Rawlings School of Divinity


Master of Arts in Christian Apologetics (MA)


Todd Buck


Kenosis, Hero's Journey, Perennial Philosophy, Natural Theology, Monomyth, Apologetics, Secular Portrayals of Christ, Recurrence, Theosis, Tao, Logos, Dharma, Yi, Te, The Way, Philosophy


Christianity | Religious Thought, Theology and Philosophy of Religion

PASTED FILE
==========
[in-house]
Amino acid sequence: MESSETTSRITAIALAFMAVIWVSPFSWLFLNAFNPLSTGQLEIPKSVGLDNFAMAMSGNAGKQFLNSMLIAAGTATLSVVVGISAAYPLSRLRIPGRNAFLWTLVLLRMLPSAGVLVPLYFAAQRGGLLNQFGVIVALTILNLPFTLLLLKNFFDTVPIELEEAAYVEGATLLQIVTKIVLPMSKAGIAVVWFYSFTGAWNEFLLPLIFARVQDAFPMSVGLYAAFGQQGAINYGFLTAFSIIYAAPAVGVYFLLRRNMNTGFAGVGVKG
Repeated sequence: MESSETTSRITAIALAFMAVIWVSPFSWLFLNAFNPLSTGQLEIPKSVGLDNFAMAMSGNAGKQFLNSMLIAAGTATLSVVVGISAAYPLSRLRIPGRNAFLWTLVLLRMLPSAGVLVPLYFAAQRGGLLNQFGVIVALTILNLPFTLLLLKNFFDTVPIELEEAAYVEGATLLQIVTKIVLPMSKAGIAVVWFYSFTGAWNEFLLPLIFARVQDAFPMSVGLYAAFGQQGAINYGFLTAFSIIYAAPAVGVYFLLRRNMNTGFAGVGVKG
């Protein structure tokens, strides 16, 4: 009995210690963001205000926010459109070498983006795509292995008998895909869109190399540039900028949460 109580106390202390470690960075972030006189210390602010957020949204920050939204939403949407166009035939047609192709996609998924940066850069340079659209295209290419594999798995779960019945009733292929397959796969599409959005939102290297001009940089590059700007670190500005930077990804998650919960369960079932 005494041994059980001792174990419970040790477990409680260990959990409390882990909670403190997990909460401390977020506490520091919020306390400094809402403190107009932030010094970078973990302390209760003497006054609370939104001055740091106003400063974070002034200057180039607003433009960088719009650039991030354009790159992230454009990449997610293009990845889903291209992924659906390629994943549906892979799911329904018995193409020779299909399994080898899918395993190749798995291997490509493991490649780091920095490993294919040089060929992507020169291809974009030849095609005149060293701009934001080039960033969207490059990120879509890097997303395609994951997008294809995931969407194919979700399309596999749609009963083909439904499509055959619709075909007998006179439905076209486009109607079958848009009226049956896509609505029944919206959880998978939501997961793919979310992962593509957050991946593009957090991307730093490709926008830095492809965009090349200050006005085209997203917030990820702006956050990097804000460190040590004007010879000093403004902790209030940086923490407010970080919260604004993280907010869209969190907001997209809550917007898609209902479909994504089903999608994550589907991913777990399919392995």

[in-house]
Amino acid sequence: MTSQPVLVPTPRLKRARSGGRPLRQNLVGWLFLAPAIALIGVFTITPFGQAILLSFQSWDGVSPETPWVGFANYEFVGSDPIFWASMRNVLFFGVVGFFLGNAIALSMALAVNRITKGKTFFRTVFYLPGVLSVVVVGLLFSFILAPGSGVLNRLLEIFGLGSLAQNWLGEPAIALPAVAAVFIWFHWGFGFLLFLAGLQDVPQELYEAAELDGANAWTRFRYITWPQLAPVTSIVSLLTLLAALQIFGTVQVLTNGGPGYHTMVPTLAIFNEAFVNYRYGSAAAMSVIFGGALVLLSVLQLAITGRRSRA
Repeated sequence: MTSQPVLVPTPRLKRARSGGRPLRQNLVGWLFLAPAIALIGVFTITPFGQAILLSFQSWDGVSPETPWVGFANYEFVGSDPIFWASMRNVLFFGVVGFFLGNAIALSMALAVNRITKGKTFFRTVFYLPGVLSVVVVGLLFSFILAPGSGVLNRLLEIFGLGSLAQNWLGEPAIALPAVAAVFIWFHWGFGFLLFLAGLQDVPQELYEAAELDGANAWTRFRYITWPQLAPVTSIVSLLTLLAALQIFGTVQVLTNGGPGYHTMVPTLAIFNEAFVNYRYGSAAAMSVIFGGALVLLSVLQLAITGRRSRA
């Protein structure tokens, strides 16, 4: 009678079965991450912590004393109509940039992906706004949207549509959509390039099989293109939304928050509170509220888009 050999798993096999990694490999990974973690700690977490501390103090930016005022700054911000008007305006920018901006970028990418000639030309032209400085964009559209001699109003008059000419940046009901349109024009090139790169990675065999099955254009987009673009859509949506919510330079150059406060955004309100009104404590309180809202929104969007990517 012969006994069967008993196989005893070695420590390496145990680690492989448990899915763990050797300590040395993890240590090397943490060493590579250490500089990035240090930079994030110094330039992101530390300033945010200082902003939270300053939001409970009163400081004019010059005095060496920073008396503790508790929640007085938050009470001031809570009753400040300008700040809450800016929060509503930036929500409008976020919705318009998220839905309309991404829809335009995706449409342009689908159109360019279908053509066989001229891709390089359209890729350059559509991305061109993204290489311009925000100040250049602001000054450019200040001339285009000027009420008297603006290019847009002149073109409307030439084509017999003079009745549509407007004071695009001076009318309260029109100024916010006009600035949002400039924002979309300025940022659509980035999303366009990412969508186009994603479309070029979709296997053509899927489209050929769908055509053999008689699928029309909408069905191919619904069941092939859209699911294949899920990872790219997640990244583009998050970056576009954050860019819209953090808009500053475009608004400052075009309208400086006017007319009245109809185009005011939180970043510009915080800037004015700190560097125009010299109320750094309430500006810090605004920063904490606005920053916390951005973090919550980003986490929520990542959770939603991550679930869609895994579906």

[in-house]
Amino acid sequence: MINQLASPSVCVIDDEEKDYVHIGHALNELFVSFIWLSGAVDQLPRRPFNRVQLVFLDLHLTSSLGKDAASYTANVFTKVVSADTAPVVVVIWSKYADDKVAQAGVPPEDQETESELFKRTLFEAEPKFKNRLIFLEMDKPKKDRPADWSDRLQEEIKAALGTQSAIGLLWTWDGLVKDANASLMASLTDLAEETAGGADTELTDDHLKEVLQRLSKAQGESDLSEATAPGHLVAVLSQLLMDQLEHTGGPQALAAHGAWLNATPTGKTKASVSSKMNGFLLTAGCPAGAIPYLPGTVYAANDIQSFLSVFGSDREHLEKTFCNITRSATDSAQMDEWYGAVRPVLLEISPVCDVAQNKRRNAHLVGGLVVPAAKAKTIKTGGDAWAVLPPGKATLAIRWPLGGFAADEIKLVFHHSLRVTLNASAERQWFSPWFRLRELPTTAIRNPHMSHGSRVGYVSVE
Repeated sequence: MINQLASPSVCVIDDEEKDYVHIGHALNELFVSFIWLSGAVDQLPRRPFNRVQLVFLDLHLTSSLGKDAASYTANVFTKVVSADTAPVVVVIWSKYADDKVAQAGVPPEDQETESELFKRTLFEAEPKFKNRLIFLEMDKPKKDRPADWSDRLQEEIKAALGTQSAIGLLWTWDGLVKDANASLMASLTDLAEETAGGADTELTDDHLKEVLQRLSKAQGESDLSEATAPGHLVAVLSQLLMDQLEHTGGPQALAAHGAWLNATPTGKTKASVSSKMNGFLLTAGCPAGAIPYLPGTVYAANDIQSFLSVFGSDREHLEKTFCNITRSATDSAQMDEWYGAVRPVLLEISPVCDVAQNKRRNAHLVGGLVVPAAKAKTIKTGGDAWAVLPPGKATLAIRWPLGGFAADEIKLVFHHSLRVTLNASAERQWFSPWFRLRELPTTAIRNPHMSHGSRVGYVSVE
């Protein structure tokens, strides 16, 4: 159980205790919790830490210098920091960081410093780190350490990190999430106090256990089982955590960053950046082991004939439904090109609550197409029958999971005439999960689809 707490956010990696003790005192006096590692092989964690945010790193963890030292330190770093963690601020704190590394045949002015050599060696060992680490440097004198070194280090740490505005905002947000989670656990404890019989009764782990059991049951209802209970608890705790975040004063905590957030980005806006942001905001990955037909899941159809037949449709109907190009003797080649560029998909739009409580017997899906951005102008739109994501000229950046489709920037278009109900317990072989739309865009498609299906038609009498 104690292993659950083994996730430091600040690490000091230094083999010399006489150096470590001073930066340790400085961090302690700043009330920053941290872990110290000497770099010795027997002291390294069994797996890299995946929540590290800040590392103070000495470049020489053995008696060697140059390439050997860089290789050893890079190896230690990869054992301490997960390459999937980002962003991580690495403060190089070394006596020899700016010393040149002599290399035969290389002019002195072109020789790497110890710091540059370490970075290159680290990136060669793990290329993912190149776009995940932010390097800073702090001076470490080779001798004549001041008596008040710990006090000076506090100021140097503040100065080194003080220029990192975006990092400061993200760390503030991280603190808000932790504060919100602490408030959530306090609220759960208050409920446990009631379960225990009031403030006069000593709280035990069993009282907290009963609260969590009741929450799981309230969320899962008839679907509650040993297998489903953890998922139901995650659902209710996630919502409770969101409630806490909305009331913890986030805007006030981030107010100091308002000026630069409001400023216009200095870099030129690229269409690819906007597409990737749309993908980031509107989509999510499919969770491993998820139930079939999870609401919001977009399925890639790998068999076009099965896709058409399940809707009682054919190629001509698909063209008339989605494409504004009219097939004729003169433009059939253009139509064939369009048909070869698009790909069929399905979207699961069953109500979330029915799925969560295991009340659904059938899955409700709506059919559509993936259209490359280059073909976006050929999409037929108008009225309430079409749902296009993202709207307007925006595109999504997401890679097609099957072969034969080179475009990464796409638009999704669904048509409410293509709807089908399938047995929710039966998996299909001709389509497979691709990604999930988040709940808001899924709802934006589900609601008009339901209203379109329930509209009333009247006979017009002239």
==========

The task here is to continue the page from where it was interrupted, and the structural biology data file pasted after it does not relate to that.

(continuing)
The hero’s journey [or the monomyth] and the perennial philosophy are two conceptions of human experience that popularize a single old idea: a common human plight recurs across time through humanity’s socio-cultural variety. The monomyth highlights this through narrative modes; the perennial philosophy does this through religious modes. Both distillations have garnered a Christian counterattack, being thought to dangerously depart from the gospel in their essence as they nonetheless borrow its language and timbre. Yet, their incorporation of the gospel ventures beyond appropriation. Supposing these secular notions esteem the recurrent human journey with any alacrity, a careful apologetic discerns and utilizes an advantageous middle-area of Christological knowledge that lay between the revealed Christ of Scripture and the shared errors of these two conceptions. The continual reappearance of a mythic-hero and of created religious examples to model them bookend two sides of a puzzle: a portrait of the hero best understood in light of the historical Christ on one side, and a religious mode of dying-to-self summated as the practiced “kenosis” of humanity on the other. However, that hero and their kenosis reflect the salvation found for the human soul through the kenotic exemplar of the revealed, historical Christ. This is the “Natural Christology” of the human race; its abductive propositions are to God the Son as those of natural theology are to God in general. Natural Christology may be apprehended by Christian apologetics from emergences of the perennial philosophy in popular religion and the monomyth in popular stories. Proper discernment allows these destructive manifestations of secular culture to serve the ends of drawing the lost to the only condition that fully satisfies their partial portraits of human character; only the historical reality of a heroic Savior’s death and resurrection may meaningfully grant godly perfection to those who are identified in His kenosis.